Sunday, July 20, 2014


Mamihlapinatapai is my new favorite word.  I had no idea it existed until yesterday, when I found it while looking for a better way to describe "a person who goes first" as I was writing about Lupita's and Erica's blogs.

According to the 1994 Guinness World Book of Records (not my usual source for definitions except when discussing "the world's most succinct word"), Mamihlapinatapai means, "a look shared by two people, each wishing that the other will offer something that they both desire but are unwilling to suggest or offer themselves."  It comes from the Yaghan language of Tierra del Fuego, which is spoken by exactly one remaining native speaker. 

Since I can personally guarantee that Mamihlapinatapai will never appear on the AP English Literature & Composition exam, why is any of this important to us?

Because it reminds us that we humans are immensely creative in identifying and describing abstract concepts that are important to our understanding, whether the terms we use appear in textbooks or not.  I am absolutely fascinated by the fact that a tiny electrical charge in the gray blob between my ears somehow leads me to experience a thought which can move my muscles to disturb the air in front of me or bang on this keyboard in such a way that you'll experience a tiny electrical charge in your gray blob.  Over thousands of years, people in every culture have explained this and other mysteries by inventing terms and languages (using words, sounds, numbers, pictorial symbols) that tell stories and use metaphors.  Think about how we describe the Internet-- which most of us don't understand very well-- as real estate ("web sites"), or plumbing ("pipes"), or transportation ("information superhighway"), etc.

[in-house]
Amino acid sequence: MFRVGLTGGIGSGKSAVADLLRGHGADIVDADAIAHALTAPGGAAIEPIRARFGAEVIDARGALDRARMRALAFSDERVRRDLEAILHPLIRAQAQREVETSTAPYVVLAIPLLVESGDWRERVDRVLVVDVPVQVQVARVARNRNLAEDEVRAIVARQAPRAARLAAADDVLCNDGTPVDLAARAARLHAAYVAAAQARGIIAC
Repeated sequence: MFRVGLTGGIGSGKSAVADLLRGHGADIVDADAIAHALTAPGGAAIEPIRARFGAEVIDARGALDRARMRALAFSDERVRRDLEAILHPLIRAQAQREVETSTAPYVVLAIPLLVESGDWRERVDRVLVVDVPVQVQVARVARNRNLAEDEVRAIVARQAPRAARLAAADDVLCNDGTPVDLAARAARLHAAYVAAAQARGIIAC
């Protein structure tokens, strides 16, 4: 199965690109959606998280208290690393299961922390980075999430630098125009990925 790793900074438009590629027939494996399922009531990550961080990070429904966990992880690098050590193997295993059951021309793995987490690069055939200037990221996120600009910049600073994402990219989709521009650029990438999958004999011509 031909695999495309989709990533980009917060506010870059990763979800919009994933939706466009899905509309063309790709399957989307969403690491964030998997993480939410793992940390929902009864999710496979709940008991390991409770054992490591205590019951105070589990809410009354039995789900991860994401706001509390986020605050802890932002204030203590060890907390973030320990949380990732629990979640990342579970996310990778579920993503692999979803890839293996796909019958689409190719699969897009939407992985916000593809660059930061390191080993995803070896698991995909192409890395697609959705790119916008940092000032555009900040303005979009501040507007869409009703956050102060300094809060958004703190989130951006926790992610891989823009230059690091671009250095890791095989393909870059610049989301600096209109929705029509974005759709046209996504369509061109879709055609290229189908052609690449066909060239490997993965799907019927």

We are losing elements of our natural world and the cultures that enable us to convey meaning to each other, and we are losing the ability to define and share reality for ourselves.  What happens to Mamihlapinatapai when Cristina Calderon and the handful of people who understand her die?  The next time you sit down to write an essay, ask yourself: Am I completing a meaningless exercise for a grade, or am I-- in the spirit of Montaigne-- trying to express my innermost thinking in a way another human being can understand?  

Whether or not Mamihlapinatapai survives as a word, and to whatever extent we communicate effectively with each other, the concept it represents will most certainly survive as a phenomenon we experience in the world.  Mamihlapinatapai is what happens in every classroom on every first day of school in those moments when teachers and students stare at each other, past the familiar clichés, pep talks and false promises, silently pleading with each other to take the first steps beyond talk, hoping that this time there will be something different, something more...

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